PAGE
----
Though Abinader said as a candidate that he backed the tres causales, his administration has yet to do anything to advance them. Feminist activists were hopeful when he took office, said Luís Francisca, but now that Abinader is in power, “he’s not interested.”
Throughout our trip, activists and medical professionals explained to us that Haitian migrants, Dominico-Haitians, and poor, Black Dominicans in general bear the brunt of the abortion ban.
Public hospitals are afraid to help people experiencing pregnancy complications or complications from abortion, both because they don’t want to be accused of violating the law and because they don’t want to be held responsible for a maternal death. However—as is the case virtually everywhere—people with means can travel out of the country to get the abortion care they need, or pay for private clinics, which may be more permissive. But stateless Dominico-Haitians and Haitian migrants are effectively trapped.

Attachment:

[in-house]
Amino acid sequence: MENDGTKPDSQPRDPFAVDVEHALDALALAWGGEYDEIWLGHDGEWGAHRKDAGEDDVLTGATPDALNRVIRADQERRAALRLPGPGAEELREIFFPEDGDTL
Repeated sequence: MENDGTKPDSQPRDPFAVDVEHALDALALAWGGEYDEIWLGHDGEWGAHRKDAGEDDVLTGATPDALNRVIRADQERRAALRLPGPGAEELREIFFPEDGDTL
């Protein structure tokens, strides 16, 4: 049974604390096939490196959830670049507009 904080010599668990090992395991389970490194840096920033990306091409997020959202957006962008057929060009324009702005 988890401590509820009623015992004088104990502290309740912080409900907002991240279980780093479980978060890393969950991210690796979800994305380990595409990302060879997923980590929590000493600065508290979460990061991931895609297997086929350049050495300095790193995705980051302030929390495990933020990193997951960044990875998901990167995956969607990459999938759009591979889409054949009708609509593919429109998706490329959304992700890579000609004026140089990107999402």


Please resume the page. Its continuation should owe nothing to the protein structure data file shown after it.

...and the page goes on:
Misoprostol, an abortion pill, is available in the Dominican Republic, and activists told us there are accompaniment networks that help people find and use it. But misoprostol is disproportionately expensive, making it yet another thing that may be out of reach for the country’s most vulnerable. And taking abortion pills is still risky: Women who show up to the hospital with incomplete abortions or complications are often arrested right from the hospital, a nurse said.
“People here don’t conceive of health as a right,” she said. And women, especially those who are poor and Black, ”are doubly punished.”
The challenges are immense, but when it comes to relations between the Dominican Republic and Haiti, and the treatment of women in the Dominican Republic, Dolis remains optimistic that things can change—maybe not now, but for future generations.
“I always say that I don’t want to lose hope that this has to—not can, but has to—improve,” she said.